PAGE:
The analysis of newspaper discourses related to notions of world opinion yielded the following preliminary description: "'world opinion' refers to the moral judgments of observers which actors must heed in the international arena, or risk isolation as a nation."6 In terms of the three approaches identified above, world opinion is non-utopian, since it is simply one more consideration leaders must include before taking action; a leader or nation could easily decide to risk isolation by ignoring world opinion. It is non-unitary in that nations may be isolated from the international community due to their actions; hence, nations may exist either inside or outside of the world considered as a unit. It is non-hierarchical in that nations and national image play a role in world opinion, and hence are still important concepts on another level of analysis.
Further, this analysis considers the universality of problems in that the topics on the agenda for world opinion tend to be ones of concern to the international community, however it is defined. It also considers the problem of universalities in that it does not assume that all nations will necessarily conceptualize the content or form of world opinion in the same manner. Instead, world opinion becomes a process that includes various national perspectives on what it might decree before it goes to completion.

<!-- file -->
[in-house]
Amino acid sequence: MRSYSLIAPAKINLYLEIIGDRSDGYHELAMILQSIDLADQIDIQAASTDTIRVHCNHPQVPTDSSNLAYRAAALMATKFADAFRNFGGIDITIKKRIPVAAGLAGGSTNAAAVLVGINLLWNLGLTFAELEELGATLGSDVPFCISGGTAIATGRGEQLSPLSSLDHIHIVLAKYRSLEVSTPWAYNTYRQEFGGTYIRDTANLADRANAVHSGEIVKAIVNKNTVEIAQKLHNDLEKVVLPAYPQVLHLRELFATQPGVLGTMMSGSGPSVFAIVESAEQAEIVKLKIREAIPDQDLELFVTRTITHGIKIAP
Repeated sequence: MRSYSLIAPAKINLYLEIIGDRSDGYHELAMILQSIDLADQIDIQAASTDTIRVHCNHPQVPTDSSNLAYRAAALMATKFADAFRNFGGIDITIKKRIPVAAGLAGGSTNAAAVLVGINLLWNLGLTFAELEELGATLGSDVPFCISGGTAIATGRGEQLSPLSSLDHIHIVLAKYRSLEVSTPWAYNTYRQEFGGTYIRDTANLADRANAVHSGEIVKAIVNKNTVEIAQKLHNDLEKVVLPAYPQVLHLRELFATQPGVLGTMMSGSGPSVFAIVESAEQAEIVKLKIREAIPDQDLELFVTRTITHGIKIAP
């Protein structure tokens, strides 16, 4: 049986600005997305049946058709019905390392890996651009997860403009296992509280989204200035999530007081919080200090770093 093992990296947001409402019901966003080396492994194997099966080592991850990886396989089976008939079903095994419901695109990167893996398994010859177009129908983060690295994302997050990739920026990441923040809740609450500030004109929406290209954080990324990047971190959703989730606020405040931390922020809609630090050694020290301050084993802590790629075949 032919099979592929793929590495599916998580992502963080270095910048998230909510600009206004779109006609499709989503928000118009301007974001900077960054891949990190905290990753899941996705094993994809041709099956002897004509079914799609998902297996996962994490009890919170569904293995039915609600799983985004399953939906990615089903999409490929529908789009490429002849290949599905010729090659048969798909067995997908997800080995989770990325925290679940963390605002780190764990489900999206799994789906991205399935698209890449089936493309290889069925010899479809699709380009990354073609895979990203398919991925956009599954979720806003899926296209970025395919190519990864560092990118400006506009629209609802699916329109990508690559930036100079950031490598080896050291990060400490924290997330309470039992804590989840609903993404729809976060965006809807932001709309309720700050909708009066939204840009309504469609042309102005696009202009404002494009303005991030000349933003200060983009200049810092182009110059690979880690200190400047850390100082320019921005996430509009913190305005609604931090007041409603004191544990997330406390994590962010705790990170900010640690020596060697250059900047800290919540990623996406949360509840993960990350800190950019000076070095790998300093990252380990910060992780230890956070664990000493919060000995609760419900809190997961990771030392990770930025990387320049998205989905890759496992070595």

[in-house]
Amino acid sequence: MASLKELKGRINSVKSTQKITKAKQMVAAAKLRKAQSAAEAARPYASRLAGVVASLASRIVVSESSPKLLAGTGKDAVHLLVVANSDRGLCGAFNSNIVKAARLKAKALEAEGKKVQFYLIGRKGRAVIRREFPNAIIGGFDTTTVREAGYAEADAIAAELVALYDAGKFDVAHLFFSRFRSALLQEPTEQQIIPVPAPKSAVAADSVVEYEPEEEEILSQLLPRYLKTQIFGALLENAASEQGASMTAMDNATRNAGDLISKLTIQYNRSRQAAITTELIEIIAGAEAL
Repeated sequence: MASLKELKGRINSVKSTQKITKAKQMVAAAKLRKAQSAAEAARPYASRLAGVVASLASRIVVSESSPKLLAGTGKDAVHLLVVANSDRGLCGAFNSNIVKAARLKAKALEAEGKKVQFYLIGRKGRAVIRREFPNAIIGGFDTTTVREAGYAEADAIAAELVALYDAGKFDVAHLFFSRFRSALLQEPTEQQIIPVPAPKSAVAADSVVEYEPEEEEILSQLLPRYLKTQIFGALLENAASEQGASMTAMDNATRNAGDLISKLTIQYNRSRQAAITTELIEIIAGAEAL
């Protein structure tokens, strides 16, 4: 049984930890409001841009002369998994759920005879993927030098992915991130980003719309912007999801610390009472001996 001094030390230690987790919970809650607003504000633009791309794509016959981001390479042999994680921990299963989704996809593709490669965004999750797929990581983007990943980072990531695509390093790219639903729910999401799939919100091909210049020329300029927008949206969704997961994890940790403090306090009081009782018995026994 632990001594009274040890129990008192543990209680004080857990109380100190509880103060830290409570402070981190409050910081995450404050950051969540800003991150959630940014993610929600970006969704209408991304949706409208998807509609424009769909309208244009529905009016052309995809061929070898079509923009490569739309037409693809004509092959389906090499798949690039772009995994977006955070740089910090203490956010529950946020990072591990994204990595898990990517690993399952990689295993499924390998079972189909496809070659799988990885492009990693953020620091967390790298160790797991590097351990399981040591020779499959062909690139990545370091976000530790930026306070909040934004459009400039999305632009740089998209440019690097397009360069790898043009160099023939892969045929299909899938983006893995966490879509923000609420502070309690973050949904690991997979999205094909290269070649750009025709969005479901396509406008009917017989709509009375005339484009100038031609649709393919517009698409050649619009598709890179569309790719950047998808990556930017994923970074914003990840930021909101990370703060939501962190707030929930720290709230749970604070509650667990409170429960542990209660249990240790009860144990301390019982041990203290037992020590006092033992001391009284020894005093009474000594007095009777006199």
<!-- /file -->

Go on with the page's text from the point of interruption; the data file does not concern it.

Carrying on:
The preliminary rule for introducing a global perspective into a discipline, then, includes approaching global concepts as non-utopian, non-unitary, and non-hierarchical. And it also includes taking into account both the universality of problems and the problem of universalities.
Next, I want to consider the integration of a global perspective into two other disciplines: citizen education and mathematics. This attempt is not meant to be exhaustive or to represent expertise in either field. Rather, the purpose here is to generate a seedbed of hypotheses by which a global perspective might reflect the paradigm shifts globalization entails.